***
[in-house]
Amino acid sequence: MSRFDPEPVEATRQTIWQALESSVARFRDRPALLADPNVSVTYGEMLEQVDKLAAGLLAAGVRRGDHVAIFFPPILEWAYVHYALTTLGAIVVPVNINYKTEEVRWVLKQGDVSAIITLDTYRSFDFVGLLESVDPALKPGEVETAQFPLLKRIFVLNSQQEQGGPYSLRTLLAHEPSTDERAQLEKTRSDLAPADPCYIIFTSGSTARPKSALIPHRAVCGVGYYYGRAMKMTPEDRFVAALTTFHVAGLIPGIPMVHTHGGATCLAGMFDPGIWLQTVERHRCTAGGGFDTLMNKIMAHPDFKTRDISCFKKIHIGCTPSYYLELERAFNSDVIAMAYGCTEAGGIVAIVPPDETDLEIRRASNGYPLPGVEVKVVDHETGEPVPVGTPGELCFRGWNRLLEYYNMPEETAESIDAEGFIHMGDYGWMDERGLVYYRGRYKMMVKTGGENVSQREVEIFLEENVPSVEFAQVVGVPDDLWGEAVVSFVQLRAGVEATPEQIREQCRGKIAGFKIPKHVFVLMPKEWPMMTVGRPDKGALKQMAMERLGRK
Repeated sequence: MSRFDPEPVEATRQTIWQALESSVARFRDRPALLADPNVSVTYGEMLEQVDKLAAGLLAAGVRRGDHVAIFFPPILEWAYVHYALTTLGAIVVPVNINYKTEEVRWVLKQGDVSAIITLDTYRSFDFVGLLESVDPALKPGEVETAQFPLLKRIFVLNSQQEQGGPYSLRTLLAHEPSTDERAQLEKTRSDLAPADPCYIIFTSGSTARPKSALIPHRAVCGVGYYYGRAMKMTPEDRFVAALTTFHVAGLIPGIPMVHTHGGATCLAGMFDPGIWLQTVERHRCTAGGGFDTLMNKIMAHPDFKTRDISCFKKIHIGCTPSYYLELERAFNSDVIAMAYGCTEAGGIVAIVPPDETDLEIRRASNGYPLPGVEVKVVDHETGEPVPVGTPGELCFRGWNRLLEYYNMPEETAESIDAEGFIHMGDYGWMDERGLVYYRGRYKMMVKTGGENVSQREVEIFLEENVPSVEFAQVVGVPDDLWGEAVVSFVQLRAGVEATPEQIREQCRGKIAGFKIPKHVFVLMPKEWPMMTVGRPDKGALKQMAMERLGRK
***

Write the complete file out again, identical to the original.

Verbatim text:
[in-house]
Amino acid sequence: MSRFDPEPVEATRQTIWQALESSVARFRDRPALLADPNVSVTYGEMLEQVDKLAAGLLAAGVRRGDHVAIFFPPILEWAYVHYALTTLGAIVVPVNINYKTEEVRWVLKQGDVSAIITLDTYRSFDFVGLLESVDPALKPGEVETAQFPLLKRIFVLNSQQEQGGPYSLRTLLAHEPSTDERAQLEKTRSDLAPADPCYIIFTSGSTARPKSALIPHRAVCGVGYYYGRAMKMTPEDRFVAALTTFHVAGLIPGIPMVHTHGGATCLAGMFDPGIWLQTVERHRCTAGGGFDTLMNKIMAHPDFKTRDISCFKKIHIGCTPSYYLELERAFNSDVIAMAYGCTEAGGIVAIVPPDETDLEIRRASNGYPLPGVEVKVVDHETGEPVPVGTPGELCFRGWNRLLEYYNMPEETAESIDAEGFIHMGDYGWMDERGLVYYRGRYKMMVKTGGENVSQREVEIFLEENVPSVEFAQVVGVPDDLWGEAVVSFVQLRAGVEATPEQIREQCRGKIAGFKIPKHVFVLMPKEWPMMTVGRPDKGALKQMAMERLGRK
Repeated sequence: MSRFDPEPVEATRQTIWQALESSVARFRDRPALLADPNVSVTYGEMLEQVDKLAAGLLAAGVRRGDHVAIFFPPILEWAYVHYALTTLGAIVVPVNINYKTEEVRWVLKQGDVSAIITLDTYRSFDFVGLLESVDPALKPGEVETAQFPLLKRIFVLNSQQEQGGPYSLRTLLAHEPSTDERAQLEKTRSDLAPADPCYIIFTSGSTARPKSALIPHRAVCGVGYYYGRAMKMTPEDRFVAALTTFHVAGLIPGIPMVHTHGGATCLAGMFDPGIWLQTVERHRCTAGGGFDTLMNKIMAHPDFKTRDISCFKKIHIGCTPSYYLELERAFNSDVIAMAYGCTEAGGIVAIVPPDETDLEIRRASNGYPLPGVEVKVVDHETGEPVPVGTPGELCFRGWNRLLEYYNMPEETAESIDAEGFIHMGDYGWMDERGLVYYRGRYKMMVKTGGENVSQREVEIFLEENVPSVEFAQVVGVPDDLWGEAVVSFVQLRAGVEATPEQIREQCRGKIAGFKIPKHVFVLMPKEWPMMTVGRPDKGALKQMAMERLGRK